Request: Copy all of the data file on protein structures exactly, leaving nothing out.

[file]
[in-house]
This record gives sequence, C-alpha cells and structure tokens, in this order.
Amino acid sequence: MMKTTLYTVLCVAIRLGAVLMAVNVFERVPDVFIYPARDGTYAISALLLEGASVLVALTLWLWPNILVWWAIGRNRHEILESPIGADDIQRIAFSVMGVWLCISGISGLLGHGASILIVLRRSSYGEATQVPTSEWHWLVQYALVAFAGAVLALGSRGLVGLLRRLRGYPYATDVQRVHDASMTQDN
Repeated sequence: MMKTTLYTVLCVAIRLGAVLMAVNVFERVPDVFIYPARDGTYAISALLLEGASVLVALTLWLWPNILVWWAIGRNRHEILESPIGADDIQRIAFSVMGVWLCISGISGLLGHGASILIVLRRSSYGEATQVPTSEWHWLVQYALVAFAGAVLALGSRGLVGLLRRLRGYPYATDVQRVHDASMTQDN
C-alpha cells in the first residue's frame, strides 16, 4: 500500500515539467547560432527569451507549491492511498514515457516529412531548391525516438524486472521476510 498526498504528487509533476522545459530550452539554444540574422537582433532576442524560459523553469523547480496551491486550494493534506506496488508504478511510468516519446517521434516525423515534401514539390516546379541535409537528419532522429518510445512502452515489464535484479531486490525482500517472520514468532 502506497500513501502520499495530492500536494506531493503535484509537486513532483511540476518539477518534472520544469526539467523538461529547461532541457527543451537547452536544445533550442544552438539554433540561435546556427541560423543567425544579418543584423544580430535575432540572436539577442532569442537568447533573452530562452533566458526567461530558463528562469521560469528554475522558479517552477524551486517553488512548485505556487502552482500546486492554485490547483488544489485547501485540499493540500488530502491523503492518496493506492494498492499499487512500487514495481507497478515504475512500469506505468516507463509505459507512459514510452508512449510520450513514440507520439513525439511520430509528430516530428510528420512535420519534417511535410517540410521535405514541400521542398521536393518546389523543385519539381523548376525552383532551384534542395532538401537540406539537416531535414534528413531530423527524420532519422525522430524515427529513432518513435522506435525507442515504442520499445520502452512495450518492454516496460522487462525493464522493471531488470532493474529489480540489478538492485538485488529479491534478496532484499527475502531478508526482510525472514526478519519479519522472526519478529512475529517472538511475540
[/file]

[in-house]
This record gives sequence, C-alpha cells and structure tokens, in this order.
Amino acid sequence: MMKTTLYTVLCVAIRLGAVLMAVNVFERVPDVFIYPARDGTYAISALLLEGASVLVALTLWLWPNILVWWAIGRNRHEILESPIGADDIQRIAFSVMGVWLCISGISGLLGHGASILIVLRRSSYGEATQVPTSEWHWLVQYALVAFAGAVLALGSRGLVGLLRRLRGYPYATDVQRVHDASMTQDN
Repeated sequence: MMKTTLYTVLCVAIRLGAVLMAVNVFERVPDVFIYPARDGTYAISALLLEGASVLVALTLWLWPNILVWWAIGRNRHEILESPIGADDIQRIAFSVMGVWLCISGISGLLGHGASILIVLRRSSYGEATQVPTSEWHWLVQYALVAFAGAVLALGSRGLVGLLRRLRGYPYATDVQRVHDASMTQDN
C-alpha cells in the first residue's frame, strides 16, 4: 500500500515539467547560432527569451507549491492511498514515457516529412531548391525516438524486472521476510 498526498504528487509533476522545459530550452539554444540574422537582433532576442524560459523553469523547480496551491486550494493534506506496488508504478511510468516519446517521434516525423515534401514539390516546379541535409537528419532522429518510445512502452515489464535484479531486490525482500517472520514468532 502506497500513501502520499495530492500536494506531493503535484509537486513532483511540476518539477518534472520544469526539467523538461529547461532541457527543451537547452536544445533550442544552438539554433540561435546556427541560423543567425544579418543584423544580430535575432540572436539577442532569442537568447533573452530562452533566458526567461530558463528562469521560469528554475522558479517552477524551486517553488512548485505556487502552482500546486492554485490547483488544489485547501485540499493540500488530502491523503492518496493506492494498492499499487512500487514495481507497478515504475512500469506505468516507463509505459507512459514510452508512449510520450513514440507520439513525439511520430509528430516530428510528420512535420519534417511535410517540410521535405514541400521542398521536393518546389523543385519539381523548376525552383532551384534542395532538401537540406539537416531535414534528413531530423527524420532519422525522430524515427529513432518513435522506435525507442515504442520499445520502452512495450518492454516496460522487462525493464522493471531488470532493474529489480540489478538492485538485488529479491534478496532484499527475502531478508526482510525472514526478519519479519522472526519478529512475529517472538511475540